My PD Story

George Ackerman dancing with his mom at his wedding
Family Members

George Ackerman

My Mother, Sharon Ackerman, had Parkinson’s disease (PD). As her son, along with her entire family, we experienced Parkinson’s by her side.

She lived with Parkinson’s for a decade, but it really started to affect her daily activities until 2014. Up until then she was able to and spend her favorite day of the week, Sunday, with us in the backyard, blowing bubbles with her grandkids, eating the best meals we could find, but only after a lively debate over where and what she wanted to eat. I miss those funny arguments.

We were just a few days away from the family moving in together in a new house, which is the only thing I’ll regret I didn’t get a chance to complete. I dreamt of us all being under one roof, but that was one life event that couldn’t happen due to her Parkinson’s.

George Ackerman with his family

Since I met my wife, Grether, I always joked that every incredible life event we did together, like horseback riding or a hot air balloon ride, I HAD TO call mom to tell her every detail the second we got in the car afterward. A few months ago, she stopped answering these calls and I felt lost without her. That’s when it really hit me that my best friend wasn’t going to be able to be there as she wanted to, due to this disease.

My mother was a young 69 years old when she passed, with a lifetime ahead to see her grandkids grow and share more memories with us all. Toward the end, she only spoke of her grandkids and how much she loved them, even when they would scream and cry at the same time for no apparent reason, as long as we were all together. She always had so much love to give.

In September 2017, she was rushed to the emergency room. Since that day her health declined drastically. I know she is finally at rest now. In was in that ER that I decided to write her a letter to her that I read outload to her. She kept it with her until the end.


This is the letter I wrote to her:

To my best friend of 42 years, my mom, you are my role model, inspiration and the first person I rush to call. As my mother, you have always been the light in my life and have taught me to be the person I am today.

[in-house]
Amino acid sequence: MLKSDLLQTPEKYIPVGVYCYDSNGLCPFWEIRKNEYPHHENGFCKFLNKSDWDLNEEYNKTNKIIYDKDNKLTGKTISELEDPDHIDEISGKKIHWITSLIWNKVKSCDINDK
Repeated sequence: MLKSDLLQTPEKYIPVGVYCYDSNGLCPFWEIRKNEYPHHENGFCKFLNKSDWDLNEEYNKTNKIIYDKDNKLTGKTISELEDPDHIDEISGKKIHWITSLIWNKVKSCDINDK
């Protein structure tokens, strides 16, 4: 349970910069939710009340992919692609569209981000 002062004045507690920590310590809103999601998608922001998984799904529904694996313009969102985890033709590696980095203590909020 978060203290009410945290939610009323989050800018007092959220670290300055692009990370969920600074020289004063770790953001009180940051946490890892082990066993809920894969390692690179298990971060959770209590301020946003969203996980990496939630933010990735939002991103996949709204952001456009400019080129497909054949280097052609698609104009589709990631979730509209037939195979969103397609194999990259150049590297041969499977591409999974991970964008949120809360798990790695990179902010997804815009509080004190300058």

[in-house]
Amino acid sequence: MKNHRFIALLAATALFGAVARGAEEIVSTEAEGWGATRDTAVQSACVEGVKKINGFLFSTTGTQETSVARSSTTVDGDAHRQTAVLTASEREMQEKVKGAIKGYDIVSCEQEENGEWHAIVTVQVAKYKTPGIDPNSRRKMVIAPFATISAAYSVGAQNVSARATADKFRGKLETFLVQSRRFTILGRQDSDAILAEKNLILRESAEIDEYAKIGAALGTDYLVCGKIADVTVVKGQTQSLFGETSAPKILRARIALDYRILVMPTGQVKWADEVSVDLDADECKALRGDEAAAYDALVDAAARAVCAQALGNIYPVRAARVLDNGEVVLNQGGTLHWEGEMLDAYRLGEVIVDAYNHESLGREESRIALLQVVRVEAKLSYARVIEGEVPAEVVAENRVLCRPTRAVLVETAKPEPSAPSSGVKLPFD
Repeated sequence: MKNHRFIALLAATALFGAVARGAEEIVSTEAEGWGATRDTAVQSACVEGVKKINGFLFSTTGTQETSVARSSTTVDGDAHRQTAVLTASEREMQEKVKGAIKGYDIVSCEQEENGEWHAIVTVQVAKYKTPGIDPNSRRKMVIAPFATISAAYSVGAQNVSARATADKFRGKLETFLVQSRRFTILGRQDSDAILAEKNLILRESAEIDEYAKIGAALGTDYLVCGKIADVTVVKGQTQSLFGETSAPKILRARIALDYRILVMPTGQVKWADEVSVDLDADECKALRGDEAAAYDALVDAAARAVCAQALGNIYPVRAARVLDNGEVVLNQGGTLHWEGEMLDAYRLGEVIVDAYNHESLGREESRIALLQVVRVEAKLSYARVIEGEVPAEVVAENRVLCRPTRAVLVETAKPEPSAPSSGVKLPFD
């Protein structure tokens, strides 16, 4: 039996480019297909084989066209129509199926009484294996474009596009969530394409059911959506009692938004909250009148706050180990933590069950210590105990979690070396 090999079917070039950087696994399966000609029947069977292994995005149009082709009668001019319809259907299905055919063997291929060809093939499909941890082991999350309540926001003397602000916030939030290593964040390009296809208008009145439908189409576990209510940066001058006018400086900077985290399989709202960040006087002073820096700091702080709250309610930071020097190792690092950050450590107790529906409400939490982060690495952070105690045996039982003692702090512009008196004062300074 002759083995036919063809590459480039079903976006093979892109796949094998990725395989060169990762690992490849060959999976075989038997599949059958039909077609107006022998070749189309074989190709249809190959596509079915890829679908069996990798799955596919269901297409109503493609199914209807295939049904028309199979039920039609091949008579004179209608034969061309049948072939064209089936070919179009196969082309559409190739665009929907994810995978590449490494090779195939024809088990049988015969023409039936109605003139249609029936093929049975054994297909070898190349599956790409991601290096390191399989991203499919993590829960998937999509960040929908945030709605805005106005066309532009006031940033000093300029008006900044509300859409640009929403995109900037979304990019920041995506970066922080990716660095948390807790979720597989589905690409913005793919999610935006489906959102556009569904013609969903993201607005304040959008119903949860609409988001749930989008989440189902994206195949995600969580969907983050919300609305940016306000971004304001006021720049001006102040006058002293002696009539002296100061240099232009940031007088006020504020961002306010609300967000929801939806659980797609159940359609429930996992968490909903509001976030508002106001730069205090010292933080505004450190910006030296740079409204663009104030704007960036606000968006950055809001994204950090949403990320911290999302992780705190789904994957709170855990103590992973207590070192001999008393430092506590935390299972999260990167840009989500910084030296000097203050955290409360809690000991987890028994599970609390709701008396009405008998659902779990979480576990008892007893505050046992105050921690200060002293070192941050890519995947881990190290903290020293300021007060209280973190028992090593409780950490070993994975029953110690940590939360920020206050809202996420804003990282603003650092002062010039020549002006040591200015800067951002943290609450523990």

You brought me and my brother up to be hardworking, honest, individuals with integrity, care and passion to help others. I have dedicated my own life to push the values like good nature, commitment and care for others you have instilled in me and anyone I meet throughout my lifetime.

You taught me to always cherish life, enjoy every day and remind me that all you can do is your best. I never understood what that meant but today I discovered it means to try things in life, and it is ok to fail, but never give up on passion and desire to be positive and understand your path in life.

You are a teacher, mother, my mentor, best friend, a sister and so much more. You always listen and provide the best advice on every aspect of my life. From changing my major 50 times in college, to law school graduation or making sure I call you at the end of a police shift to the birth of my children, you are always there for me.

You are the most positive person. Always looking at the good side and reminiscing despite my face turning bright red when you told all 40 people at a party, “George, remember when you were a kid and you climbed your cabinet and it collapsed, and we ran in and only saw your head?” You love telling stories, but what I think what you are truly doing is making sure I pass on the memories we shared together to my kids and their kids. I will never forget or let those memories be forgotten. They will be part of us all and will live on forever.

I am grateful for you and I feel the world will always be a better place because of my you, mom.


I remember reading this letter to her. I only wish I could have done more. We desperately need a cure for Parkinson’s disease right now.

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